March 24, 2021

Questions you wish you'd asked at the interview?

topics: tactics
Mark Wilkin
I've been thinking about a few questions I wish now I'd asked at previous interviews I've had as community manager recently and thought I'd share :).

"Who is the director level sponsor of the community and can I talk to them during the interview process?"

I've been in enough large businesses to learn that without a high level sponsor you run the risk of being pulled one way and then another by people who don't understand how to build communities or what they're for. It's good to check if you've got a sponsor and if they "get" community, or if they're at least willing to listen.

Ask the people that you're going to working with "what kind of experience have you had with online communities?" 

I found out recently that someone I've been working with and talking to about the community for over a year has never even used Facebook. Next time I start anywhere I'm not going to assume any baseline of knowledge until I've asked that question.

What questions are on your list to ask next time you're at an interview for a community manager role?
—Mark Wilkin
  • Hey Mark,

    Personally I think it's super important for anyone in community to be aware and up to date on current tools and tactics, not being aware easily makes people become out of touch. The world moves so fast. And keep on top of latest trends and tools is super important. Reading about it is ok, actually doing and using stuff is even better.

    Should managers do this? Maybe, maybe not. Personally, I like to think so, and I like to remain at least partially hands on.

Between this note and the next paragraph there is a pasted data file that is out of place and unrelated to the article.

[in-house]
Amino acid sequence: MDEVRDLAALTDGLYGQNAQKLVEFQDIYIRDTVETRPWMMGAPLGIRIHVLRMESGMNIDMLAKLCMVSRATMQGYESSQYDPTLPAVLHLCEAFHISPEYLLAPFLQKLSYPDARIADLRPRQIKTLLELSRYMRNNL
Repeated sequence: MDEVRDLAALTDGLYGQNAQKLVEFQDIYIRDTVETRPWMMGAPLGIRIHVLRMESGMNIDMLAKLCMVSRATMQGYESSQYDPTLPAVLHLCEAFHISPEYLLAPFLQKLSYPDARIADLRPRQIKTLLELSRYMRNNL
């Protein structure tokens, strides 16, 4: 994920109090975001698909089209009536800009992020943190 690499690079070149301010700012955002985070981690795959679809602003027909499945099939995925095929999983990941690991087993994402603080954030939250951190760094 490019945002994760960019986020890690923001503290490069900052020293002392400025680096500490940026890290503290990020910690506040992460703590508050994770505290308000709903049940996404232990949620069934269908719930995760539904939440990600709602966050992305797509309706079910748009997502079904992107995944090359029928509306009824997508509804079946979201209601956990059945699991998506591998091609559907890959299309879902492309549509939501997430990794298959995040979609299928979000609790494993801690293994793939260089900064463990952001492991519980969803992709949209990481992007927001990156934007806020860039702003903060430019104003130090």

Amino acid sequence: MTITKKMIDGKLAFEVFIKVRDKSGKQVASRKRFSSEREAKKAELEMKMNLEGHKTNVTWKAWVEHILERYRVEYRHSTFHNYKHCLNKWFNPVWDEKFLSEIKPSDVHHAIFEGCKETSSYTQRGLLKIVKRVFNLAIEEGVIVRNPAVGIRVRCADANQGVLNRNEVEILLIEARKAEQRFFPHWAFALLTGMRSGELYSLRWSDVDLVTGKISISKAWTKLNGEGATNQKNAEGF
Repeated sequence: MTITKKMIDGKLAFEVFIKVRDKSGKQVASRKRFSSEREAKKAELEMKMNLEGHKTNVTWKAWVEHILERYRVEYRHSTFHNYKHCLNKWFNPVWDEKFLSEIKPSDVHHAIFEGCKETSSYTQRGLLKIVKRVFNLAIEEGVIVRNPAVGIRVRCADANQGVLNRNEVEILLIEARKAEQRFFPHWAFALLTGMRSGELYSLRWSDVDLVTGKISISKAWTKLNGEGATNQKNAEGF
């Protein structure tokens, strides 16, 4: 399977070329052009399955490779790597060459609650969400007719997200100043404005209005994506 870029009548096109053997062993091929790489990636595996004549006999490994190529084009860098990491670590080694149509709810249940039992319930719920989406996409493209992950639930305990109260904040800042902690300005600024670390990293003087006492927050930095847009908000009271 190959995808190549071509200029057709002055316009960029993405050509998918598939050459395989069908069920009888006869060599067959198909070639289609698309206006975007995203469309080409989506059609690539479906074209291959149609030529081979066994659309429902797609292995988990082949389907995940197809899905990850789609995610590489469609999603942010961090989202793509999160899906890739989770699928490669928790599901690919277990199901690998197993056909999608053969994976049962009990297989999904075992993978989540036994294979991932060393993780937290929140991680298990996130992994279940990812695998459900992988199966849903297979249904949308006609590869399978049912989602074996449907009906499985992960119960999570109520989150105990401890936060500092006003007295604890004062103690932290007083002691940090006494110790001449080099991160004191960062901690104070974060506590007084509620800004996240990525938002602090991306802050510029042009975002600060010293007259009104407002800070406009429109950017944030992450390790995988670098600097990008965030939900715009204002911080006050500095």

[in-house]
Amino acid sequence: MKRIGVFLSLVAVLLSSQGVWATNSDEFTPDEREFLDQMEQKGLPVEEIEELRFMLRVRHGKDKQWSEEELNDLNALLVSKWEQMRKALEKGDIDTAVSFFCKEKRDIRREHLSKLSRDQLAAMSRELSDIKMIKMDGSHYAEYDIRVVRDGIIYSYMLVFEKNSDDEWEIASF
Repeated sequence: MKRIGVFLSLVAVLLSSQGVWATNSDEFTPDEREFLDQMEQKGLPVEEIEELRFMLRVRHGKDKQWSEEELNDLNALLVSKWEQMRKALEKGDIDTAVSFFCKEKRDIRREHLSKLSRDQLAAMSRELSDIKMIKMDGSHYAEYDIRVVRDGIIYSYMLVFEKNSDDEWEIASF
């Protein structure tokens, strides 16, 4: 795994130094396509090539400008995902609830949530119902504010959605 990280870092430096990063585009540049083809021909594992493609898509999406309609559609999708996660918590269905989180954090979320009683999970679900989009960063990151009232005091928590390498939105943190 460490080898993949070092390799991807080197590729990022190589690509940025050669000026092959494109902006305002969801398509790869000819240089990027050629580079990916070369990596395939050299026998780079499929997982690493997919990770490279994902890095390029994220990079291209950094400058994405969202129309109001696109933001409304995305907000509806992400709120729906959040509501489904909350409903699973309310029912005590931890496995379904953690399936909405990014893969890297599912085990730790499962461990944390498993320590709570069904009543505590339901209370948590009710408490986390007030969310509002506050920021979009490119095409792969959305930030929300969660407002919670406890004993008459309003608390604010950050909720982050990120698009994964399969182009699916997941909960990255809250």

Often what I've done in the past is learn to do the job (on my own or with others), define the process, then hand it on to someone else as quickly as possible. There's nothing like working through a situation or problem to get a real understanding of all the pieces.

    Another aspect I think is really important is a true interest in the industry they are serving. Community people need to become experts to deeply serve their people. It's really hard to become an expert if they are not passionate about the industry.

    rosiesherry · about 2 months ago
    • It's not so much about the manager not being an expert but that I didn't know he wasn't an expert. So that I assumed there was a shared experience there when there wasn't. If i'd know I'd have gone about explaining things a completely different way.

      markwilkin · about 2 months ago
  • This is a great question, Mark! This isn't exactly a question for the interviewer, but I also wonder if it'd be valuable to reach out to the previous CM and hear their experience.

    ali · about 2 months ago
  • Great question! Ok, this isn’t directly related to communities but I found this to be a really good practice in interviews. Ask, “If I didn’t get this role, what do you think the reason would be?” Or “What about my experience or skills still give you pause?” Kind of direct but good to know what the interviewer is still concerned about and if they are open enough to have a real conversation with you.

    daniellexo · about 2 months ago
  • Hey Mark!

    Love this question — my interview go to: is there anything about my application that concerns you or raises a red flag?

    This allows you to address any potential "problem areas" right then and there.

    erinmikail · about 1 month ago